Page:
NEW YORK -- Last season, the Rangers had to wait until the final day of the season to secure a berth in the Stanley Cup Playoffs, catching a break when the Carolina Hurricanes lost to a Tampa Bay Lightning team that had secured its playoff position.
On Monday night, the Rangers can become the first Eastern Conference team to clinch a spot in the postseason by simply earning a point against the New Jersey Devils at Madison Square Garden. If the Rangers lose in regulation, they'll have to wait at least another day before punching their playoff ticket.
What was once an insurmountable lead for the top spot in the East has been whittled to one point on the Pittsburgh Penguins. The Philadelphia Flyers have played one more game than the Rangers and are three points back.
If the Rangers continue to play mediocre hockey -- they are 7-7-2 since Feb. 14 -- home-ice advantage in the first round might slip away. That's something that's not a concern to coach John Tortorella.
"It's certainly not on my mind, home ice," Tortorella said. "It's how you're playing. If you have the opportunity to play in the playoffs, it's how you're playing. So I guess your momentum going into it is very important. We're just trying to play the right way. We certainly did our last game, even after breaking the tape down, I was even more pleased by some of the things we did, but we didn't get the result.
"We're still in the regular season. We're trying to talk about playing the right away, and I believe we will. I have full faith in the hockey club. We've had a little bump here, but I thought we were dead on in our game the other night. Hopefully we can bring it into tonight."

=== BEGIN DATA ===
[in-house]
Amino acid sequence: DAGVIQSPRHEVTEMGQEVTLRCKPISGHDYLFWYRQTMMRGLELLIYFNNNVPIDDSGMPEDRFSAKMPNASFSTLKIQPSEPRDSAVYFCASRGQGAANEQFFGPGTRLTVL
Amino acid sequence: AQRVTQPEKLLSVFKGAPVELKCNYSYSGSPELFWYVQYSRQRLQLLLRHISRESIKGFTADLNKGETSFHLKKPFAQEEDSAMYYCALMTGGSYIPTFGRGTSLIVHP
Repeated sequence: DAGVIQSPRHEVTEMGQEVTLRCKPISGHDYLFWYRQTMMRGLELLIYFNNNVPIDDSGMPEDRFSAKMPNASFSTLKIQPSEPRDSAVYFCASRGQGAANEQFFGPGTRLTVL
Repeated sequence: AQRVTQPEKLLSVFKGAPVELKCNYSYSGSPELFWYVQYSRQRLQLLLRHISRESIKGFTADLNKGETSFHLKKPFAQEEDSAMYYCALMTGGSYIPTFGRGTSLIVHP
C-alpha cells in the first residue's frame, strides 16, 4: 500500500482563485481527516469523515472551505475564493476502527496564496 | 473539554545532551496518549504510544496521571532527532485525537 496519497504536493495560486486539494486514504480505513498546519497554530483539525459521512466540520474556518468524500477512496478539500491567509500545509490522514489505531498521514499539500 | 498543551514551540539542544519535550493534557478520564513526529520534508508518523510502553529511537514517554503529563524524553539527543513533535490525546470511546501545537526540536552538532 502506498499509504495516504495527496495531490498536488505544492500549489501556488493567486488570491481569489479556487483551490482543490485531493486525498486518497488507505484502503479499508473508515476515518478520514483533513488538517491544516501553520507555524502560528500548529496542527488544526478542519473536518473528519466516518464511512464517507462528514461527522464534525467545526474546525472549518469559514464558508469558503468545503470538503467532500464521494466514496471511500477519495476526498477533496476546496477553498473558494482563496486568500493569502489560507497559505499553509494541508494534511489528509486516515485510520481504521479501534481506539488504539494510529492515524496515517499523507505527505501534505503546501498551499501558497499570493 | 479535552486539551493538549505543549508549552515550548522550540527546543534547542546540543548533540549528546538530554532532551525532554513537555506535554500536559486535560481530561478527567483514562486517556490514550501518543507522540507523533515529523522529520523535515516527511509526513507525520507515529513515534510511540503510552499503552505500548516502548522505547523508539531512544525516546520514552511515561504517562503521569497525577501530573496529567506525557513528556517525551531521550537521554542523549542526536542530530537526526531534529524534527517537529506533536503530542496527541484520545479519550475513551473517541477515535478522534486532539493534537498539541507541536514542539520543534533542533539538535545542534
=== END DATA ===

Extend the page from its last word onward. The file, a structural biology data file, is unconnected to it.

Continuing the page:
Tortorella probably didn't mind home-ice advantage when his Tampa Bay Lightning won Game 7 of the Stanley Cup Final in 2004 at home against the Calgary Flames and Game 7 of the Eastern Final at home against the Flyers. Rangers center Brad Richards was a member of that team and the Conn Smythe Trophy winner, and said while finishing atop the East that season was nice, it doesn't necessarily guarantee anything.
"I don't know if it's important, but it's good to play a Game 7 at home," Richards told NHL.com. "To start a series at home, sometimes it's harder. I don't think it matters much anymore. Look at Boston last year. I'm sure Vancouver felt very good coming home for Game 7. Once you get that far in, players block everything out. You're so focused and in tune it doesn't really matter anymore."
Does having the last change in that game matter?
"In one game, I don't think so," Richards said. "By that far, everybody knows exactly what everybody is doing. It can go both ways. We were happy to have our two Game 7s that we needed at home. So, who knows?"
The Rangers have spent the past month talking less about results and more about their overall play. It begs the question -- would Richards prefer to be the No. 5 seed and have the team playing well, or would he rather see the Rangers plod along and grab the No. 1 seed in spite of that? After all, the Rangers 24-9-2 at home, the fifth-best mark in the NHL.
"I think if we're playing well, we'll be pretty close to the top, and that's still where you want to be," Richards said. "It's so tough to say I want to finish here or finish there, really you just let him fall. You're going to have to beat the best teams to get where you want to go. All 16 teams, it's crazy, you have a chance if you get in. It's happened a lot over the past however many years. Two years ago in the East, it was 7 vs. 8 in the conference finals (Canadiens vs. Flyers). So you don't know. You just want to be playing good hockey and have everything fine-tuned and it's whole new ballgame once that starts."
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